Otto English reflects on the passing of Britain’s longest-reigning monarch

Her Majesty The Queen is dead.

Although it shouldn’t be a shock that a 96-year-old woman in frail health should die, it still feels shocking all the same. 

It is a moment that feels less like the turning of a page of history and more like the last line of the book.

In the coming days and weeks, Britons of all political persuasions might find themselves taken aback by the sense of loss they feel and that unexpected lump in the throat. As royal commentators, dressed in black, jostle inelegantly to sonorously pronounce the meaning of her passing there is just one immediate certainty: more uncertainty. 

In the discombobulation to follow, we will be bombarded with clichés and exaggerations – but just one of them will be true: in war and peace, through boom and bust, the good times and the bad, the Queen has been the one constant in British life.

She played many parts in her life and had many identities. She was a wife, a mother, a marker of Christmas Day lunches, Head of the Commonwealth, and a global icon. She was the subject of art, literature, philately, punk songs and film. But for millions of Britons, she was simply The Queen. A figurehead who, like the sky above our heads and the earth beneath our feet, was reassuringly always there.

In her long dotage, she became something else – the nation’s grandmother; a sort of wise old owl onto whom we projected reflections of our own elderly loved ones. Those of us who have lost elderly relatives might start to feel that projection one last time.

Few commentators will dare say that she was not perfect – but, of course, she was not. Elizabeth Windsor, like all of us, had her flaws and failures.

Like monarchs throughout history, she was a fierce protector and sustainer of the dynasty – perhaps her greatest, if least acknowledged, achievement. She dragged the monarchy into the modern age, reinvented it as a model family, and made it relevant again. 

She knew that her primary role was to preserve The Firm and, to that end, she could be ruthless. She cut off anyone, even those very close to her, who threatened the future of the Windsors.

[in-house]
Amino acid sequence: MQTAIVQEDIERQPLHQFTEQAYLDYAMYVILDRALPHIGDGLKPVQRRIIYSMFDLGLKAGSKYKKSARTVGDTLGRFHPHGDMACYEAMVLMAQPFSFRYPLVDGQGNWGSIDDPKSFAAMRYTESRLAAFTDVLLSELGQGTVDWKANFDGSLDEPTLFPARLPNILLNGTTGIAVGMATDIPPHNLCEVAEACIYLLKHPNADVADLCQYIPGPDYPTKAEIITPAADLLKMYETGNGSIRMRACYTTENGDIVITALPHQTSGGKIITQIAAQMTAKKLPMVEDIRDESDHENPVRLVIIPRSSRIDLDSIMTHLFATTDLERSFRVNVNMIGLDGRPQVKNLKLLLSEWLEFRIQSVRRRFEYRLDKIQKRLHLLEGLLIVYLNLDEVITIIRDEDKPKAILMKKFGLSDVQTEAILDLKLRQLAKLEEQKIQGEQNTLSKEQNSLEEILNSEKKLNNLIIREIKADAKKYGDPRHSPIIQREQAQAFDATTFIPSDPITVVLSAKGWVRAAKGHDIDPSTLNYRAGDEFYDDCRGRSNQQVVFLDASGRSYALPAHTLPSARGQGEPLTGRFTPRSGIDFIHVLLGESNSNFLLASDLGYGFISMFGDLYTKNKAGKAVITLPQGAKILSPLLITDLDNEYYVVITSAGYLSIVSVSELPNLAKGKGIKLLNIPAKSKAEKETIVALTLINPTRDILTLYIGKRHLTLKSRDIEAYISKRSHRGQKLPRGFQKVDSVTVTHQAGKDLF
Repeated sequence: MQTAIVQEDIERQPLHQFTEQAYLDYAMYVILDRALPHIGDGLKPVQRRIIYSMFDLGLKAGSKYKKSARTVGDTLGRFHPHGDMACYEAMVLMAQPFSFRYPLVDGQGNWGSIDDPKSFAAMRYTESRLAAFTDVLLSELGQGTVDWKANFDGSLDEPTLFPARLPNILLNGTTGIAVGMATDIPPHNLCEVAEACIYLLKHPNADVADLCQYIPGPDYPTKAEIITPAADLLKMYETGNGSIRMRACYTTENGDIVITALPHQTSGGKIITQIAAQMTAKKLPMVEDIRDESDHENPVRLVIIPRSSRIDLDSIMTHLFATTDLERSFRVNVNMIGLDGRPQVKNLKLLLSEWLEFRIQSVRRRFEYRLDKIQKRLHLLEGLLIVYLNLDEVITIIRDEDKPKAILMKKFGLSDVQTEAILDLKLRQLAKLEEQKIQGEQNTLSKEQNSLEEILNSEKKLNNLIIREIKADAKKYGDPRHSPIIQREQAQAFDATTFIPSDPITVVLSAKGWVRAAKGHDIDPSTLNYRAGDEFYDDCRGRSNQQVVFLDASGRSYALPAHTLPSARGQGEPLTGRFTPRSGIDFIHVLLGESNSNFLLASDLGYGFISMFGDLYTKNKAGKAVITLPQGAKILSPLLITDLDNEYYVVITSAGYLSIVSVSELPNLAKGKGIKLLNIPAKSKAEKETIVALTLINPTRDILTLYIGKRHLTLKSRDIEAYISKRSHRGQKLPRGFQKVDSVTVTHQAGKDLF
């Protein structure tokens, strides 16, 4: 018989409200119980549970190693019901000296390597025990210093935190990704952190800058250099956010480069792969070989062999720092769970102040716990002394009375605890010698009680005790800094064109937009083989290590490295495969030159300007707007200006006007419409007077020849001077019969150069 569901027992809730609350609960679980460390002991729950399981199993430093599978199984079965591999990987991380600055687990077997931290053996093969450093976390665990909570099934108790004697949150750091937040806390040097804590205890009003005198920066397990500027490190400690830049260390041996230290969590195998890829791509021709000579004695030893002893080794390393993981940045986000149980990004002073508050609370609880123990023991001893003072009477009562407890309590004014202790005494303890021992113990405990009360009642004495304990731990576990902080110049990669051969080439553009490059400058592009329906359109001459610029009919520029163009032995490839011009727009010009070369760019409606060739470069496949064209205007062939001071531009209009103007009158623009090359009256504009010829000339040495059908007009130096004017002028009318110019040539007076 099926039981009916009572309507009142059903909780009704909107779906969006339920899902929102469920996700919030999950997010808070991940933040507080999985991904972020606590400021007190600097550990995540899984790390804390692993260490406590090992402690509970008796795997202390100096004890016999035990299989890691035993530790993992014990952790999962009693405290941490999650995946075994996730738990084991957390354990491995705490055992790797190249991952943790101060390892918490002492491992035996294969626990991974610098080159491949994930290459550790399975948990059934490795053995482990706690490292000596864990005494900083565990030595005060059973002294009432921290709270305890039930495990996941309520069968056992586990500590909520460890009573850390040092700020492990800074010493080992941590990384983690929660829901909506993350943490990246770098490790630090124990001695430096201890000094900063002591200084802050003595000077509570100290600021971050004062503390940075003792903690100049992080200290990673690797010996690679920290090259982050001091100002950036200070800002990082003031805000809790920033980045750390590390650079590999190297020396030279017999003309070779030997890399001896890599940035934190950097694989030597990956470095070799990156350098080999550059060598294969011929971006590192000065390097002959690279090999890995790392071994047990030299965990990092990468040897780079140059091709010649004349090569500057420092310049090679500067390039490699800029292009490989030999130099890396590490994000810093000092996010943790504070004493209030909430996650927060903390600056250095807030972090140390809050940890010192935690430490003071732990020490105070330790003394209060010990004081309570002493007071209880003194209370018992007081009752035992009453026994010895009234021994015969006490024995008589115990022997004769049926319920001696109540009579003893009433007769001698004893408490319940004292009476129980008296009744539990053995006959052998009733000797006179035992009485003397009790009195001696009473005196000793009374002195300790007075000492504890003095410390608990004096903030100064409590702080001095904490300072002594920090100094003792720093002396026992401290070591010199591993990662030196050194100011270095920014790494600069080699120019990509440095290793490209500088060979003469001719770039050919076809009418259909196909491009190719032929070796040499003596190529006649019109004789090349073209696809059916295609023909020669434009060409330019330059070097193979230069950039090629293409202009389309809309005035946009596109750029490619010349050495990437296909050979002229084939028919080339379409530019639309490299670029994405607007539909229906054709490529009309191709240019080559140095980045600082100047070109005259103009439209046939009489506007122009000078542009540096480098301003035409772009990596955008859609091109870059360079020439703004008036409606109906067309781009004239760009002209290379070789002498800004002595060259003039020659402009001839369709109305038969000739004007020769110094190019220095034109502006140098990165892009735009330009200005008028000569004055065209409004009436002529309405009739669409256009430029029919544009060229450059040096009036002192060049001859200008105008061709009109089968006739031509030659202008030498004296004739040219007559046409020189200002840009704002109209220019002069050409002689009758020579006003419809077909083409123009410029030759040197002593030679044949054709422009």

Her private life was protected so tightly and completely that it was impossible to know much about the real woman behind the throne, but we know enough to say that she could be callous and uncaring as a mother, mother-in-law, grandmother, and even as a friend. 

And yet, frustratingly, for republicans like myself, she was hard to dislike and seemingly indomitable. That was, in part, down to a self-censoring and, at times, pathetically cowardly media. But it was also down to the Queen herself. The truth is that she performed her role brilliantly; she maintained the mystique of monarchy and did it with considerable charm and integrity. 

None of her many very unlikable predecessors came close to that achievement and none of her descendants are likely to repeat it. Paradoxically, in doing the job so well, she may have set the bar so high that it is impossible to follow.

What happens now that the constant has gone and the future stands unwritten? In the weeks of uncertainty that follow, I suspect that conversation will come to eclipse all else. 

In the meantime, many of us in the UK – even die-hard republicans – will undoubtedly find ourselves mourning and lamenting the passing of the Queen and the rare sense of certainty that she offered this ever more disunited kingdom. 

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